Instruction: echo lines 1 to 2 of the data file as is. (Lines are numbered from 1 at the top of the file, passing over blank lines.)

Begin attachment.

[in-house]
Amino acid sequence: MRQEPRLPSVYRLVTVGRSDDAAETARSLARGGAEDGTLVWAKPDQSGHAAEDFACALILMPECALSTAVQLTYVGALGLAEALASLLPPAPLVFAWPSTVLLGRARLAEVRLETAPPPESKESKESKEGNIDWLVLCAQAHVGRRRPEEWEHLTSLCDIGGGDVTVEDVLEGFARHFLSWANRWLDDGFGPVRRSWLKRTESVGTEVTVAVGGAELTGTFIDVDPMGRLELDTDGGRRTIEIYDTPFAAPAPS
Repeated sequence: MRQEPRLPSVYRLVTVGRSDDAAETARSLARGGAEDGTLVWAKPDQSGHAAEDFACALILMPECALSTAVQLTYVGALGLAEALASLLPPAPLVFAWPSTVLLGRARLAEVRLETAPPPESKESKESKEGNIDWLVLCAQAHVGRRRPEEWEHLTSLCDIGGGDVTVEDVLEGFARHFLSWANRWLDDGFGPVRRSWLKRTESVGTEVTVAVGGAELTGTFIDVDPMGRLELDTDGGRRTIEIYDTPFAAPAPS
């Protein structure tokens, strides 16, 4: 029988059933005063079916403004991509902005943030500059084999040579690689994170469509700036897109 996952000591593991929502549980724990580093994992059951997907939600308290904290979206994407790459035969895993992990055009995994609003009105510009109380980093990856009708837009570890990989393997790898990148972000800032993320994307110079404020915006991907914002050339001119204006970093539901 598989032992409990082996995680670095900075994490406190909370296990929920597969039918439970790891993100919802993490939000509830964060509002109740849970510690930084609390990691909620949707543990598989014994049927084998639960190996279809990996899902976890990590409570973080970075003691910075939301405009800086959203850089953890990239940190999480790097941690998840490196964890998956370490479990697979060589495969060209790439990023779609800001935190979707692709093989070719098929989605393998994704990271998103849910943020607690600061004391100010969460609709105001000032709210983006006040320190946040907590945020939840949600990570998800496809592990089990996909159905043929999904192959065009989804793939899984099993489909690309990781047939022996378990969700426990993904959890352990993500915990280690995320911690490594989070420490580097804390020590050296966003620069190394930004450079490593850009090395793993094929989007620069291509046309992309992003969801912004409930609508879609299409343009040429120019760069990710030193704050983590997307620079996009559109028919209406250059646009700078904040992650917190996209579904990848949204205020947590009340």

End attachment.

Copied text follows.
[in-house]
Amino acid sequence: MRQEPRLPSVYRLVTVGRSDDAAETARSLARGGAEDGTLVWAKPDQSGHAAEDFACALILMPECALSTAVQLTYVGALGLAEALASLLPPAPLVFAWPSTVLLGRARLAEVRLETAPPPESKESKESKEGNIDWLVLCAQAHVGRRRPEEWEHLTSLCDIGGGDVTVEDVLEGFARHFLSWANRWLDDGFGPVRRSWLKRTESVGTEVTVAVGGAELTGTFIDVDPMGRLELDTDGGRRTIEIYDTPFAAPAPS